Six in 10 global banks are open to partnering with financial technology companies, a new study has found.

The study, conducted by IDC Financial Insights and sponsored by software provider SAP, surveyed respondents from 265 retail and corporate banks in 24 countries on how they are driving digital transformation.

Of the banks surveyed, 34% said they are open to collaborating with fintechs, while 25% would consider an acquisition. This approach, the final report concludes, is critical for banks to deliver new services quickly to the market and enhance their digital transformation.

An increasing number of banks worldwide have already discovered the potential of partnering rather than competing with fintechs, and as a result, investments by banks in fintechs are on the rise. Last week, Ripple, a leading distributed ledger company, announced it had completed a US$55mn Series B financing, with Standard Chartered Bank as one of the investors. In return, the bank will be given an observer board seat at Ripple. The bank said that through the investment it can “leverage Ripple’s expertise and co-develop more commercially viable applications to support the evolving needs” of its clients and ecosystems.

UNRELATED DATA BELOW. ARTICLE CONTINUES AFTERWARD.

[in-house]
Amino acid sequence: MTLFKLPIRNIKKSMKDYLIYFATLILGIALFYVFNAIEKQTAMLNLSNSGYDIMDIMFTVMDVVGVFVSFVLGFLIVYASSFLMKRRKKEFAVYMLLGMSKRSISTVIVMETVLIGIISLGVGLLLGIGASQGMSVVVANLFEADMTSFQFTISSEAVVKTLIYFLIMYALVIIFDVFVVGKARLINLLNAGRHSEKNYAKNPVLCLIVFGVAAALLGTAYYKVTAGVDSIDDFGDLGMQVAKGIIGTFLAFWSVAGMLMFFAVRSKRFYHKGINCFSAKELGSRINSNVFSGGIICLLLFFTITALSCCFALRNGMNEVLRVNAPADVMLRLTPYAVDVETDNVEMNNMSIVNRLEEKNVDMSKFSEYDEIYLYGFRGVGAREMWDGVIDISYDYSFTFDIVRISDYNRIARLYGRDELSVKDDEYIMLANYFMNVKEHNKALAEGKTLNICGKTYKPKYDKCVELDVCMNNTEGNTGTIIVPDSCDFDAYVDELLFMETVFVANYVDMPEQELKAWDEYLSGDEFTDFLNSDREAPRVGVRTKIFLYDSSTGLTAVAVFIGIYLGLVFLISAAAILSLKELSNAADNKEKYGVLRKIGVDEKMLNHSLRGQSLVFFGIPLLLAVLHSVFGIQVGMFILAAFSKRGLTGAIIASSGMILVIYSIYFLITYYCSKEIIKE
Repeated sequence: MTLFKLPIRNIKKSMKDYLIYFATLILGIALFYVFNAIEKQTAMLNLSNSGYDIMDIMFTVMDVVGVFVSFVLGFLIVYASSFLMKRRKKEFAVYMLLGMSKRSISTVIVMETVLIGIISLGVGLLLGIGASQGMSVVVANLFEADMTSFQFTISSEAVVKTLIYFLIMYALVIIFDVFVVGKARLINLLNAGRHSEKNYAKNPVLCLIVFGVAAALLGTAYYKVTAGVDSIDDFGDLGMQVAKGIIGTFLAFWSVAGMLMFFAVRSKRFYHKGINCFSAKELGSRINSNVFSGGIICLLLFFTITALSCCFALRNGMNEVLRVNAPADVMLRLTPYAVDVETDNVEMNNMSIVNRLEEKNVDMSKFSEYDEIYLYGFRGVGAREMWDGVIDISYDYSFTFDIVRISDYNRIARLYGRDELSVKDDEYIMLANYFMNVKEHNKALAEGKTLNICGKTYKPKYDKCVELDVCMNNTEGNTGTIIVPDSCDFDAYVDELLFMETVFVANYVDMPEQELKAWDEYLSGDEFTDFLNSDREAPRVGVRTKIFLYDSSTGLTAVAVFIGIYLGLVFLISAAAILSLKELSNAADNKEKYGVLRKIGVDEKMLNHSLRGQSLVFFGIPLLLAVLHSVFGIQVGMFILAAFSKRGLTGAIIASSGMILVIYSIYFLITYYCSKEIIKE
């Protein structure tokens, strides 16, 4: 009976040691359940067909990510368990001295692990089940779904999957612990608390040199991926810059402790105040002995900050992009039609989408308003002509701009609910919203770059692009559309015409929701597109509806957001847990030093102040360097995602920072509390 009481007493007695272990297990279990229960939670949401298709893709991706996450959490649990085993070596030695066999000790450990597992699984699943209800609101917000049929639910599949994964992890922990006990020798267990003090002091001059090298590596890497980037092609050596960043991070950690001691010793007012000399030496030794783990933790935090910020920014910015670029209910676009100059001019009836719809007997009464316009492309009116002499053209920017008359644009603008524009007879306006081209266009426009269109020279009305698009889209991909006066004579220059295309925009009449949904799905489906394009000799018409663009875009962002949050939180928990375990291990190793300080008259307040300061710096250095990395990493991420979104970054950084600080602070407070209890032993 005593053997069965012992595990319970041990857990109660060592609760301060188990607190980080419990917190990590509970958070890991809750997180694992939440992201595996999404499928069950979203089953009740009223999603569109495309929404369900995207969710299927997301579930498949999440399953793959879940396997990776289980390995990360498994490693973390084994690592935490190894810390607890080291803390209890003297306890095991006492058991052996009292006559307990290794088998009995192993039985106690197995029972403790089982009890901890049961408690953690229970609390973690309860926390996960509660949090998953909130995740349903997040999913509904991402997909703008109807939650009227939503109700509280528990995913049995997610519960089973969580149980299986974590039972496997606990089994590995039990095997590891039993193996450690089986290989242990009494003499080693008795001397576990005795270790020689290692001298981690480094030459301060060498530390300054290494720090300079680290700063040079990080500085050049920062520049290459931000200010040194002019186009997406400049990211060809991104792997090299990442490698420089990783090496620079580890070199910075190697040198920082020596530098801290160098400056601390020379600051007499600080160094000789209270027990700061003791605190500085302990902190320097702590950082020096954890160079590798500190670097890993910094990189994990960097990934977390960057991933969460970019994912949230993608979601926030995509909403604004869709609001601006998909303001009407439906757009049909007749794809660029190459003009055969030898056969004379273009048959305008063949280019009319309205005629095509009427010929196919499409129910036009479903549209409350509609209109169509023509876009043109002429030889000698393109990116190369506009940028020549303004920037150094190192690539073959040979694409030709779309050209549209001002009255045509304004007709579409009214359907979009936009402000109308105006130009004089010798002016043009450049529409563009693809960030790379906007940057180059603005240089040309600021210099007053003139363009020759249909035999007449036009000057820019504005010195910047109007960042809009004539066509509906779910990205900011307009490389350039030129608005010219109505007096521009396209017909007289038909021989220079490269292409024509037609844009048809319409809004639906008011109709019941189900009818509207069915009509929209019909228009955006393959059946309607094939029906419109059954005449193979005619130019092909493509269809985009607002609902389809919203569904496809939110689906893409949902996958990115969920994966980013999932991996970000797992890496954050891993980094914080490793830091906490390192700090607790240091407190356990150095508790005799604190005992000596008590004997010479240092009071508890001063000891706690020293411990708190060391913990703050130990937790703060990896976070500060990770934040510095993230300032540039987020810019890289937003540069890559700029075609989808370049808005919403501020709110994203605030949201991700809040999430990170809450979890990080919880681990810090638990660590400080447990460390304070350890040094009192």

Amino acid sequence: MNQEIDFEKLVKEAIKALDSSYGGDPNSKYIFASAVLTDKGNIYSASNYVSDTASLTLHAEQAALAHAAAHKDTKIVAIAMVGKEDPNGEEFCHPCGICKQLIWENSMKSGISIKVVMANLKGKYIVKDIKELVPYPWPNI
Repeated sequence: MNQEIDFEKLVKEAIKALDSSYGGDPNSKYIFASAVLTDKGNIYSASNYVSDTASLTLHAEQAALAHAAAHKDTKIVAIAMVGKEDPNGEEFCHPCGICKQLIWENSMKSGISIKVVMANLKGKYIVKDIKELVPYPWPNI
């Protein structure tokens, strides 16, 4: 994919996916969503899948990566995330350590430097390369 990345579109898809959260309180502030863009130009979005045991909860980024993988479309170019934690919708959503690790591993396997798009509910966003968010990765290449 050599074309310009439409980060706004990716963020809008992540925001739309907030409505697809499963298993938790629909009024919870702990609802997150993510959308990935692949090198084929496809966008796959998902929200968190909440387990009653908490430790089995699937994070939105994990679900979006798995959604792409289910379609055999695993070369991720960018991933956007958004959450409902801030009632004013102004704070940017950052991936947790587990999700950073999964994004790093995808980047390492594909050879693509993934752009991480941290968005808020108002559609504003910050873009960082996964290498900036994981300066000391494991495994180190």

According to Rob Hetherington, SAP’s global head of financial services, the next year will see far greater collaboration, integration and acquisitions between banks and fintechs.

“Banks are in the midst of digital transformation, looking for ways to speed their time to market and to deliver new value or services to customers,” he says. “Start-ups on the other hand are mobile, agile and built solely for the customer, yet they lack the regulatory know-how and customer confidence that large, global banks have. Both have something the other wants.”

The IDC study also assessed the levels of digital transformation maturity of the banks surveyed. It found that while most banks claim to be digitally savvy, most digitisation initiatives are still ad hoc and at line-of-business level. Almost half of the banks were categorised in the lowest two maturity tiers out of five.

The report found that banks in Europe are more likely to view fintechs with suspicion rather than as a partner, and are more reluctant to buy up a potential rival. This mistrust and unwillingness to invest in fintechs may place European banks at a “competitive disadvantage in time to market and overall solution cost,” the report says.

While the relationship between banks and fintechs is improving, banks must do more to implement the key lessons learned from fintechs, the paper concludes.